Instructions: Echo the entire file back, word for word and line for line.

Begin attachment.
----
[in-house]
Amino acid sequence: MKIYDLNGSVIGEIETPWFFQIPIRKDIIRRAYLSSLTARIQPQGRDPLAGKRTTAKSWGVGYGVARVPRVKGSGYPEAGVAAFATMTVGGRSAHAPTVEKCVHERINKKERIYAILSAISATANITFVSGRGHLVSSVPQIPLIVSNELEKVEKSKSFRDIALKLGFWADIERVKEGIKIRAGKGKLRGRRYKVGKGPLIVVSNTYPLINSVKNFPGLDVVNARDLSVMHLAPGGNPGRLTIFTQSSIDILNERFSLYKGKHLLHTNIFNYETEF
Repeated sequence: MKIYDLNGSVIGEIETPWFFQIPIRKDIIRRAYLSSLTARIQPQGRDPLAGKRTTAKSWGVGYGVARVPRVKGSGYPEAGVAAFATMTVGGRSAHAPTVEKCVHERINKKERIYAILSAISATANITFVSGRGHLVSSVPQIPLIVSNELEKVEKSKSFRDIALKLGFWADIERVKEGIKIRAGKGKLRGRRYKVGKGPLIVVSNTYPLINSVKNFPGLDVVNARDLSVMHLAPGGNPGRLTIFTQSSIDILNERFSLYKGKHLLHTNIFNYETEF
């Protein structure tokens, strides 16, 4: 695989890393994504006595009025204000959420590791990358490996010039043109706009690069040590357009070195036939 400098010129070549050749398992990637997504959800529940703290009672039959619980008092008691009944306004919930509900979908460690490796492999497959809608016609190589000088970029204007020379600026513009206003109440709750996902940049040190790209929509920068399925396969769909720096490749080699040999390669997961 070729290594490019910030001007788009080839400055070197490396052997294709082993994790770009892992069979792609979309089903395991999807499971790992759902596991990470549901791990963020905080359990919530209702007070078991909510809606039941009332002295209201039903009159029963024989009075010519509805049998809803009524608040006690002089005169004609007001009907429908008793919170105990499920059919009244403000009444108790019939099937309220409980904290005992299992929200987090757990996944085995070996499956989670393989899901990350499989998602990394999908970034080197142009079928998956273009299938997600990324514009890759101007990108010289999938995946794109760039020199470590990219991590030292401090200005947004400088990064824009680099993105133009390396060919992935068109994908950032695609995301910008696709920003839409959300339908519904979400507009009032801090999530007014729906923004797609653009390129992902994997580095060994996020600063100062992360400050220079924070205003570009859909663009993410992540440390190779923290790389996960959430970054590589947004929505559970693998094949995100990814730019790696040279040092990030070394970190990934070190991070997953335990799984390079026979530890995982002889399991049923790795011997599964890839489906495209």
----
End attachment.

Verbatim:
[in-house]
Amino acid sequence: MKIYDLNGSVIGEIETPWFFQIPIRKDIIRRAYLSSLTARIQPQGRDPLAGKRTTAKSWGVGYGVARVPRVKGSGYPEAGVAAFATMTVGGRSAHAPTVEKCVHERINKKERIYAILSAISATANITFVSGRGHLVSSVPQIPLIVSNELEKVEKSKSFRDIALKLGFWADIERVKEGIKIRAGKGKLRGRRYKVGKGPLIVVSNTYPLINSVKNFPGLDVVNARDLSVMHLAPGGNPGRLTIFTQSSIDILNERFSLYKGKHLLHTNIFNYETEF
Repeated sequence: MKIYDLNGSVIGEIETPWFFQIPIRKDIIRRAYLSSLTARIQPQGRDPLAGKRTTAKSWGVGYGVARVPRVKGSGYPEAGVAAFATMTVGGRSAHAPTVEKCVHERINKKERIYAILSAISATANITFVSGRGHLVSSVPQIPLIVSNELEKVEKSKSFRDIALKLGFWADIERVKEGIKIRAGKGKLRGRRYKVGKGPLIVVSNTYPLINSVKNFPGLDVVNARDLSVMHLAPGGNPGRLTIFTQSSIDILNERFSLYKGKHLLHTNIFNYETEF
């Protein structure tokens, strides 16, 4: 695989890393994504006595009025204000959420590791990358490996010039043109706009690069040590357009070195036939 400098010129070549050749398992990637997504959800529940703290009672039959619980008092008691009944306004919930509900979908460690490796492999497959809608016609190589000088970029204007020379600026513009206003109440709750996902940049040190790209929509920068399925396969769909720096490749080699040999390669997961 070729290594490019910030001007788009080839400055070197490396052997294709082993994790770009892992069979792609979309089903395991999807499971790992759902596991990470549901791990963020905080359990919530209702007070078991909510809606039941009332002295209201039903009159029963024989009075010519509805049998809803009524608040006690002089005169004609007001009907429908008793919170105990499920059919009244403000009444108790019939099937309220409980904290005992299992929200987090757990996944085995070996499956989670393989899901990350499989998602990394999908970034080197142009079928998956273009299938997600990324514009890759101007990108010289999938995946794109760039020199470590990219991590030292401090200005947004400088990064824009680099993105133009390396060919992935068109994908950032695609995301910008696709920003839409959300339908519904979400507009009032801090999530007014729906923004797609653009390129992902994997580095060994996020600063100062992360400050220079924070205003570009859909663009993410992540440390190779923290790389996960959430970054590589947004929505559970693998094949995100990814730019790696040279040092990030070394970190990934070190991070997953335990799984390079026979530890995982002889399991049923790795011997599964890839489906495209």